46. Memorandum of a Conversation, Department of State, Washington, January 27, 1955, 5:30 p.m.1


  • 1. Off-shore Island Situation
  • 2. Proposed Security Council Action


  • Dr. George Yeh, Chinese Foreign Minister
  • Dr. Wellington Koo, Ambassador Chinese Embassy
  • Walter S. Robertson, Assistant Secretary for FE
  • Walter P. McConaughy, Director for CA

1. Off-shore Island Situation. Dr. Yeh said that eventually a formal Chinese Government announcement of withdrawal from the Tachen Islands would have to be made. The Chinese Government would want this to be timed with some reference to U.S. assistance as necessary in the defense of Quemoy and Matsu, in order to offset the adverse effect of the Tachen withdrawal.

Mr. Robertson reminded Dr. Yeh that the Secretary had made it clear that the U.S. is not committed to make any public announcement regarding Quemoy and Matsu.

Dr. Yeh gave Mr. Robertson a draft Chinese statement about withdrawal from the Tachens. In order to cooperate in full, he wanted the Secretary to see this proposed announcement and to state his opinion regarding it. He said the entire proposal was predicated on the assumption that the U.S. Government, after passage of the Joint Resolution, would make some sort of statement indicating that Quemoy and Matsu were considered essential to the protection of Formosa and the Pescadores. The statement reads as follows:

“Draft Statement of the Chinese Government to be Released at Taipei

“In view of the repeated and continuing acts of aggression by the Chinese Communists as evidence by their renewed attacks on the off shore islands since September 3, 1954, and by their recent seizure of Yikiangshan Island, the Chinese Government, after consultation with the United States Government, has decided to redeploy its garrison forces on the Tachen Islands with a view to consolidating its overall military position and to more effectively dealing with further attacks by the Communists.

“The Government of the United States, our ally by virtue of the Mutual Defense Treaty concluded between the Republic of China and the United States of America on December 2, 1954, in Washington, has offered its aid and assistance in carrying out our plan of redeployment. This friendly offer the Chinese Government has accepted.

“There has been close cooperation between our two countries in recent years to promote the cause of freedom and peace in the area of Eastern Asia and Western Pacific. This cooperation has been consecrated by the above-mentioned Treaty of Mutual Defense. In furtherance of this same cooperation the Government of the United States has indicated to the Chinese Government its determination also to join in the defense of the Quemoy and Matsu areas and such other related positions and territories the safeguarding of which is essential to the defense of Taiwan and the Pescadores. The Chinese Government has expressed its welcome to this participation which it regards as an aided proof of the solidarity of the two countries in [Page 144] promoting freedom and peace in the Asian and Pacific area and the general cause of the free world.”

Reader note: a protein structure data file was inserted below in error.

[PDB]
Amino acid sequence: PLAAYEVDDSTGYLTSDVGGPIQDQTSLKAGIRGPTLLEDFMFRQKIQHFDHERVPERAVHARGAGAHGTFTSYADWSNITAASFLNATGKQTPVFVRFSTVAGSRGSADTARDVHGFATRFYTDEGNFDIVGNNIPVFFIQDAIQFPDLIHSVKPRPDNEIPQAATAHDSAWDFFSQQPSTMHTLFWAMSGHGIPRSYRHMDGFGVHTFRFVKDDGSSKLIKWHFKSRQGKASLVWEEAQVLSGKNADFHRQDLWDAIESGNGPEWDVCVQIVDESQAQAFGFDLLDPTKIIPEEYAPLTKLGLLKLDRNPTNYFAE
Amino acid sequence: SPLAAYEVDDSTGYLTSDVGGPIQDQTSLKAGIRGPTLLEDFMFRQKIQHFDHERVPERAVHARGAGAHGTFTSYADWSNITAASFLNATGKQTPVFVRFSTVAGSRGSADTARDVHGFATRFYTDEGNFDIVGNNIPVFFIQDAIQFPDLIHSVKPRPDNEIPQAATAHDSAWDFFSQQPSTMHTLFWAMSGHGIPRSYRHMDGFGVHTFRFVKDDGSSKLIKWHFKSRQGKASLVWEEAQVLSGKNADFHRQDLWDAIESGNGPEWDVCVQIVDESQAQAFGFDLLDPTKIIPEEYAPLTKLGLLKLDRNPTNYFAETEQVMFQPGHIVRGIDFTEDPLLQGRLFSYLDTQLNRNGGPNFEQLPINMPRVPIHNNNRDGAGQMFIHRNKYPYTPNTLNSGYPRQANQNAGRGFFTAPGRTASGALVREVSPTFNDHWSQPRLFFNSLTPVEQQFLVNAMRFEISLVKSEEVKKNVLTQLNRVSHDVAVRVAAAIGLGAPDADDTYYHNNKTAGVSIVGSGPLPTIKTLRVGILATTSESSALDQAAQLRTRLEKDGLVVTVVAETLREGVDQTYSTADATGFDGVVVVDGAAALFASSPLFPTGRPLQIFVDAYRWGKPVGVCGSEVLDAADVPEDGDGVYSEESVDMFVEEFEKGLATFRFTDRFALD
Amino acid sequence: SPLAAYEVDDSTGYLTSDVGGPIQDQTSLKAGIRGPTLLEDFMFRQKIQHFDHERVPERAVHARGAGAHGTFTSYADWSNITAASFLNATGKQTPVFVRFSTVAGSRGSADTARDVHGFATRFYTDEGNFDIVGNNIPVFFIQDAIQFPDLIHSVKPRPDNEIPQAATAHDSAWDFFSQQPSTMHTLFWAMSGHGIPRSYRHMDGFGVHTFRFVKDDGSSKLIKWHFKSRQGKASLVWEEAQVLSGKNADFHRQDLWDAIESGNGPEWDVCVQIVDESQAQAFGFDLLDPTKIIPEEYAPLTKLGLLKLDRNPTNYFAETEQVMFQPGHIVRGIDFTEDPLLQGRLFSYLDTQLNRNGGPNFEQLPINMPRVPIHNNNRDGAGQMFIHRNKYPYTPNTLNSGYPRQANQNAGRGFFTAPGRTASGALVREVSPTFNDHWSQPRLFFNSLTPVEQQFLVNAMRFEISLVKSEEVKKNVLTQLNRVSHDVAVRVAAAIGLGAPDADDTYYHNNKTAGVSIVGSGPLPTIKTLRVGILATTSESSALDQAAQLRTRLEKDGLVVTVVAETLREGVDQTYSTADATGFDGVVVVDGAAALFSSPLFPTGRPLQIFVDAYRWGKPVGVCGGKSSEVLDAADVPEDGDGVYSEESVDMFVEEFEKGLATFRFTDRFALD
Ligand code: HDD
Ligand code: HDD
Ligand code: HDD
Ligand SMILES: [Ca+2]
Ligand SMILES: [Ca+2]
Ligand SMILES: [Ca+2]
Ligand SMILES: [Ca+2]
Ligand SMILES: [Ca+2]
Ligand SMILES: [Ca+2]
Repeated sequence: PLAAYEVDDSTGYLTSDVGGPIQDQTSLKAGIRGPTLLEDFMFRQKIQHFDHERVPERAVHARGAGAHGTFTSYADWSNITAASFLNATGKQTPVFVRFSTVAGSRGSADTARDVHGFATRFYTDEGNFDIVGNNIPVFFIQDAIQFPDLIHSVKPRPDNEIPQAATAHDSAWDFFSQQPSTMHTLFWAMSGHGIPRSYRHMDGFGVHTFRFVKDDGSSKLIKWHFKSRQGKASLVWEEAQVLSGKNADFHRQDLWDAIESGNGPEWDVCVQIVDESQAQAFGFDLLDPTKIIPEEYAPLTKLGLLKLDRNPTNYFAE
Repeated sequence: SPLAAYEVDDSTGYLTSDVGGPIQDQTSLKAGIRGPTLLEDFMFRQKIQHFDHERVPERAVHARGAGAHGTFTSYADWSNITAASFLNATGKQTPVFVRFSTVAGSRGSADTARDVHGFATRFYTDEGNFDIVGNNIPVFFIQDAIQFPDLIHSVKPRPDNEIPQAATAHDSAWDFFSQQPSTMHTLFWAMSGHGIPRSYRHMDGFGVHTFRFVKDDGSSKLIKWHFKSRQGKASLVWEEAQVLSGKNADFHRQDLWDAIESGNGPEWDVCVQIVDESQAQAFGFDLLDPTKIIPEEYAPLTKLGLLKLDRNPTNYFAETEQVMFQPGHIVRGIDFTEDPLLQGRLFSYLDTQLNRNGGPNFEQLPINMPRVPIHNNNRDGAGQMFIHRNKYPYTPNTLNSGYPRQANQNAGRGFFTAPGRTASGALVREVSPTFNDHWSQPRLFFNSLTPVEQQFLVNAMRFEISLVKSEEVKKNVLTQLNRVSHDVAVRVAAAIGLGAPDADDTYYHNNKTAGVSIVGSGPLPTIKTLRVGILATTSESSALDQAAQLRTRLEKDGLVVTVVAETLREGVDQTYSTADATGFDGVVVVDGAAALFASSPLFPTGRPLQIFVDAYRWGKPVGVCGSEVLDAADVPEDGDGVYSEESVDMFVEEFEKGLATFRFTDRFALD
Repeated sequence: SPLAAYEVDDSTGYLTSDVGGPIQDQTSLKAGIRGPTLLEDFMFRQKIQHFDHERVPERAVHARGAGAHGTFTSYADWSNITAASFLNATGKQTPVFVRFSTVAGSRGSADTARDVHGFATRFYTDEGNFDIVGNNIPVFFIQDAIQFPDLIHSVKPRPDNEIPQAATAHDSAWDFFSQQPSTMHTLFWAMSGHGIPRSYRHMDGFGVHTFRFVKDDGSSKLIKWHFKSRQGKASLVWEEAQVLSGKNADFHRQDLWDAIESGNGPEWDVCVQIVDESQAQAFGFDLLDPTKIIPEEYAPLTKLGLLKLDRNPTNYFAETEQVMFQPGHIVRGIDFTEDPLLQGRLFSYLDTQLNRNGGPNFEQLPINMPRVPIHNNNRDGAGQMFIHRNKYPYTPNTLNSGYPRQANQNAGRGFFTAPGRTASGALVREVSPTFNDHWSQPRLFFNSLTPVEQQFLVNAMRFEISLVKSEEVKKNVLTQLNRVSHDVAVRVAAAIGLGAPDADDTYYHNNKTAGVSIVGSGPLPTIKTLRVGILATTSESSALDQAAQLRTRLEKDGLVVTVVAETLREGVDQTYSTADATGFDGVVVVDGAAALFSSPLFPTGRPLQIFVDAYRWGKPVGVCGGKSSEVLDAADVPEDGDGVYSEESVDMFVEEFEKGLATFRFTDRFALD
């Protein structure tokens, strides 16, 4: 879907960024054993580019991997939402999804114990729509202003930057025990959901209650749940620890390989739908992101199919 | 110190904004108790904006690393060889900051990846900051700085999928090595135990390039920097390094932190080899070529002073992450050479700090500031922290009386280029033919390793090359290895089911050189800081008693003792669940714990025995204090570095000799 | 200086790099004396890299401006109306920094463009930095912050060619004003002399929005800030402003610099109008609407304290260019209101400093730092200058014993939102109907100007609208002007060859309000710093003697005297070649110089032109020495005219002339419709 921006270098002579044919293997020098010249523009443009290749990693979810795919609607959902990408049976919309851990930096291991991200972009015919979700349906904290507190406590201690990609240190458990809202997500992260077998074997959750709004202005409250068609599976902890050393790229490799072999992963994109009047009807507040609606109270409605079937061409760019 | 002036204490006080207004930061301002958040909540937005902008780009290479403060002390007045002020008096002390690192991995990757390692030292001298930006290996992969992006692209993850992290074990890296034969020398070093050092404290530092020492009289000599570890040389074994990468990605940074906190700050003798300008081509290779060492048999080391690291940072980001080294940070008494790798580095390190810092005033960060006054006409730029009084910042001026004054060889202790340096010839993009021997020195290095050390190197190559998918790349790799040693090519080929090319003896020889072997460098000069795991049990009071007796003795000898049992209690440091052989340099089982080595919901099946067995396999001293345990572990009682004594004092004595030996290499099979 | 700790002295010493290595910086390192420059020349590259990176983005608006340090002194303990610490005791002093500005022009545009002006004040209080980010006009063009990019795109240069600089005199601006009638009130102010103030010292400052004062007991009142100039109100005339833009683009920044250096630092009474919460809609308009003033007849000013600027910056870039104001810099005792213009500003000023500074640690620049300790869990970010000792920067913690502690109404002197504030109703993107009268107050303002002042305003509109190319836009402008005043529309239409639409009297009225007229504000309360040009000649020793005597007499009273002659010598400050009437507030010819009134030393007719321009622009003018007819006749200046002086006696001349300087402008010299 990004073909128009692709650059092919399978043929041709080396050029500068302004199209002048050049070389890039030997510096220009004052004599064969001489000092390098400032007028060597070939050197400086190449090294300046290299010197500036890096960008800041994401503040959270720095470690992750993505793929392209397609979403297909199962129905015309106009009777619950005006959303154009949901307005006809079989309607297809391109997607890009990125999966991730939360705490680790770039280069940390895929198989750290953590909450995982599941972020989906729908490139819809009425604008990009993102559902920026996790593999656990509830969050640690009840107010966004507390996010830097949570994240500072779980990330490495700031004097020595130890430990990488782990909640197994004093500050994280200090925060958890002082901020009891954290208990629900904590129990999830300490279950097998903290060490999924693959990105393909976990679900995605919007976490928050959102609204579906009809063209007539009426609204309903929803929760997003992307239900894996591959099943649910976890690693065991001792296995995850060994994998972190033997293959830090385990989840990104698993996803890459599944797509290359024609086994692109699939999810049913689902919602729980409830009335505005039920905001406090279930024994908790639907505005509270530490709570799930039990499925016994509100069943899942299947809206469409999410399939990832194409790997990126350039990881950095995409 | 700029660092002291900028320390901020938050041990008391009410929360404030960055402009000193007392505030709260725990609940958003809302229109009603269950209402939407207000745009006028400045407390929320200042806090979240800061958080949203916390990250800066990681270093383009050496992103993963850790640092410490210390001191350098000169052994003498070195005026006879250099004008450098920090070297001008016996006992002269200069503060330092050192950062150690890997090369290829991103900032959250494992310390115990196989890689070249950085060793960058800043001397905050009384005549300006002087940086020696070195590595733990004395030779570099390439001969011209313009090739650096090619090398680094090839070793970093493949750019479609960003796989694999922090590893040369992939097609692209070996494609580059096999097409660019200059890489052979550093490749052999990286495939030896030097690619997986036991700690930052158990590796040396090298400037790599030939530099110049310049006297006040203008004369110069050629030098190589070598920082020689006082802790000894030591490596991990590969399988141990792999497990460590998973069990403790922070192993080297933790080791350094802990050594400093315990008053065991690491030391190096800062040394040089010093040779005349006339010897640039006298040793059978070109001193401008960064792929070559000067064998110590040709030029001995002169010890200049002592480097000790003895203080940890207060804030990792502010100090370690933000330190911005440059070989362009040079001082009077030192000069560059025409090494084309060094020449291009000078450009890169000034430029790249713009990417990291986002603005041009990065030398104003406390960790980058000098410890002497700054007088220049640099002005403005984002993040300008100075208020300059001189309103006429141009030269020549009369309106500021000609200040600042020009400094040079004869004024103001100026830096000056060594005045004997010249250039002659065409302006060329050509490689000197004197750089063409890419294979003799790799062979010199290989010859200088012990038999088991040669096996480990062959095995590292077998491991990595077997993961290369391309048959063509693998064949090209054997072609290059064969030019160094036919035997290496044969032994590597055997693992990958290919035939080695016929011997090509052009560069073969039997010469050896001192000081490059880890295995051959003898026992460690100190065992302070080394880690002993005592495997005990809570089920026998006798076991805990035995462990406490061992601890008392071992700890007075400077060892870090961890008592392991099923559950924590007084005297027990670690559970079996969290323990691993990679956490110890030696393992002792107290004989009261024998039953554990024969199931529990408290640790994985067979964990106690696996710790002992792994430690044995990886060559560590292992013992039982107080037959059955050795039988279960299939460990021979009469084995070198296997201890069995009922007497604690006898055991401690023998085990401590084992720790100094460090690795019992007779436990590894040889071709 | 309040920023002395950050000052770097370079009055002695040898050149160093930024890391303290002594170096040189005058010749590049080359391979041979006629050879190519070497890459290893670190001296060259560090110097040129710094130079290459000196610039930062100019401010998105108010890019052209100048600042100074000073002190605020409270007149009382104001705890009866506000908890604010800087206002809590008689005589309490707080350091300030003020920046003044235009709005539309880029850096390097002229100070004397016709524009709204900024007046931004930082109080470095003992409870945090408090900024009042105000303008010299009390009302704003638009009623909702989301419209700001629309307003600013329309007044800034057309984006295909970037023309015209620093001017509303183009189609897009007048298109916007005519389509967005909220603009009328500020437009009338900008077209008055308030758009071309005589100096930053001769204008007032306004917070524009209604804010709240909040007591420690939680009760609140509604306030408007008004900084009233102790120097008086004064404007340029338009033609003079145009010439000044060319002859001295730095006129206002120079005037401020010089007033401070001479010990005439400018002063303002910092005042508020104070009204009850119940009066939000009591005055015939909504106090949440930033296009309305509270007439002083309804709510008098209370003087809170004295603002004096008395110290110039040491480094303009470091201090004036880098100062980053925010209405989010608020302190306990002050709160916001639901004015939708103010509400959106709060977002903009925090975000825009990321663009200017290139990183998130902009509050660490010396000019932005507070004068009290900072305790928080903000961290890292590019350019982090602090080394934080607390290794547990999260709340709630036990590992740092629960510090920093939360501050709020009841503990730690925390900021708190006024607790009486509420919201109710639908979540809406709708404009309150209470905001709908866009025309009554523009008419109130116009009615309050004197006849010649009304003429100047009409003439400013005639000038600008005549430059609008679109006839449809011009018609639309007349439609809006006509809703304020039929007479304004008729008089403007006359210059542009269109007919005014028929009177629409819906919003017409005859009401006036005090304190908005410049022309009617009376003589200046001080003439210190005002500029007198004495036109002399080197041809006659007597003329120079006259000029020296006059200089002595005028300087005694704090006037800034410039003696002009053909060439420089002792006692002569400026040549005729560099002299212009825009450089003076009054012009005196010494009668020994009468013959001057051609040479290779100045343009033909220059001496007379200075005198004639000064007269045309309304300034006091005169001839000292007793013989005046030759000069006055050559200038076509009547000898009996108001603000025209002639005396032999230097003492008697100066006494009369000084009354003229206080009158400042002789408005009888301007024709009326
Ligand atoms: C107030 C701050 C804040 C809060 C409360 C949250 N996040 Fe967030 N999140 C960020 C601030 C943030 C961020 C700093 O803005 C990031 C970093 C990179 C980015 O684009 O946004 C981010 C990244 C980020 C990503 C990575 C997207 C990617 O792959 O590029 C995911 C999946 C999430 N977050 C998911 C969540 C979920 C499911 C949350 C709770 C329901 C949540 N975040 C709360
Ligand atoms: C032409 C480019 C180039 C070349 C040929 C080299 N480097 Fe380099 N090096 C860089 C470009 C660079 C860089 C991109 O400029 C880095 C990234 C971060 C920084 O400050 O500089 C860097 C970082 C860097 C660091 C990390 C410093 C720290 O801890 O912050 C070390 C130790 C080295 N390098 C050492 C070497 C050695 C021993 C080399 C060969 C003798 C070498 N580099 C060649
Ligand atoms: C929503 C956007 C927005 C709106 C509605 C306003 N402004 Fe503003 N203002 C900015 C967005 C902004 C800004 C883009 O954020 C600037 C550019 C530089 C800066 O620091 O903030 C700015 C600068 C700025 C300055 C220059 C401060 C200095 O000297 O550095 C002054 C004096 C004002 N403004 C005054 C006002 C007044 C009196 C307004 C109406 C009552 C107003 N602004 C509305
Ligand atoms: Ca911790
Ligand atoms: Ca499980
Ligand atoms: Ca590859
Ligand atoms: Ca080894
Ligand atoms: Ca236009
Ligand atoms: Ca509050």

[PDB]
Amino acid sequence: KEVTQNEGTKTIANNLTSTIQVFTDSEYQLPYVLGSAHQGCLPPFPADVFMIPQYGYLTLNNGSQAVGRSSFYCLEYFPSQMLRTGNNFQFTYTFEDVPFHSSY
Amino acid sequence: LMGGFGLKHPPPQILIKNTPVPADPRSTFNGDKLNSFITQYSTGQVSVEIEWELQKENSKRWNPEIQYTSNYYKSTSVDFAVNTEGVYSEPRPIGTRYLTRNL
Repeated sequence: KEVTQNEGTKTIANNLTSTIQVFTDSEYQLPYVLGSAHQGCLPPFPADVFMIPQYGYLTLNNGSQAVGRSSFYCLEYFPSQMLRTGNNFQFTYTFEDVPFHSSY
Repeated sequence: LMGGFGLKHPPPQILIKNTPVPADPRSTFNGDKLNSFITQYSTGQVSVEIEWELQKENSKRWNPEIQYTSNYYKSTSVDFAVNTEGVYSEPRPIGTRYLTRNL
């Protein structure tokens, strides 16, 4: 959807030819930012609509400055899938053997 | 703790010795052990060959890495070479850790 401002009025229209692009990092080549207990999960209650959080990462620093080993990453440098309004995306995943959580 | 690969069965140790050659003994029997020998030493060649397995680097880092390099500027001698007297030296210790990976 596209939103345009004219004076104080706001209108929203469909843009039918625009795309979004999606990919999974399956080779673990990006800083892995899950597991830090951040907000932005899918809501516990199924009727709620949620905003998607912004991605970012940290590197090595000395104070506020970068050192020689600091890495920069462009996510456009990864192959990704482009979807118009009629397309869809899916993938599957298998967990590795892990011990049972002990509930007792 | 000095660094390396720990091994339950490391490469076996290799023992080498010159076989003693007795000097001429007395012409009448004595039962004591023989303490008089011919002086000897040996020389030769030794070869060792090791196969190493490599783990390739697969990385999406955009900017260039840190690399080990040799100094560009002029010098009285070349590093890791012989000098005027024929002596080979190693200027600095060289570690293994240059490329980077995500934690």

Mr. Robertson mentioned that the Joint Resolution had encountered some delay in the Senate because of a dispute within the ranks of the Democratic Party. Some Democratic Senators, apparently influenced by the ADA point of view, had introduced restrictive amendments. They were arguing about the authorization for necessary action in the “related area”. The amendments had all been defeated in the Committee but they had resulted in a delay. Also it had been necessary to postpone hearings on the Mutual Defense Treaty. It was felt that the resolution must be passed first.

Mr. Robertson mentioned that the Secretary would leave on Saturday the 29th for a week’s rest.2 He would be unavailable during that time.

Ambassador Koo said that his Government felt that early ratification of the Mutual Defense Treaty was very important. There was general apprehension in Formosa that recent events, including the President’s Message and the Joint Resolution, might tend to sidetrack the Treaty. He and the Foreign Minister had assured the Chinese Government that all the leaders of the Administration are earnestly supporting the Treaty and there was no intention whatever to defer action on it unnecessarily.

Mr. Robertson confirmed that this view was absolutely correct. No serious opposition to the treaty was anticipated. Senator George had confirmed that he expected no real trouble. The Secretary has been pressing the matter with the Senate leaders at every opportunity. There was no intention to postpone action. It could also be expected that the Senate would pass the Joint Resolution by a large majority, and that the amendments which have been offered would be defeated.

Dr. Yeh reiterated that any announcement about the Tachens must be coordinated with an announcement that Quemoy and Matsu would be held.

Mr. Robertson pointed out that it might be unwise to publicly mention two islands by name and apparently exclude the rest of the area. This might water down the authorization to carry out defense actions as necessary in the entire area. A public announcement was very different from classified operational orders to the armed forces. It might be that operational orders had already been issued. He did not know whether detailed public announcement about our defense intentions would fit in with the planned strategy.

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Dr. Yeh said that he wanted to avoid any embarrassment or misunderstanding. He felt that the Chinese Government must make a statement eventually. It was preferable to make the statement after the President had specific power to act. He would like to know if we would go along with Chinese Government mention of Quemoy and Matsu which would associate us in some way with the defense of those islands. Chinese action would have to be governed by the U.S. position after the Resolution is passed. His thinking was all preliminary and he wanted friendly confidential advice from the Secretary and Mr. Robertson as to how the problem should be handled. The evacuation must not be allowed to bring despair and disenchantment to the Chinese forces and people.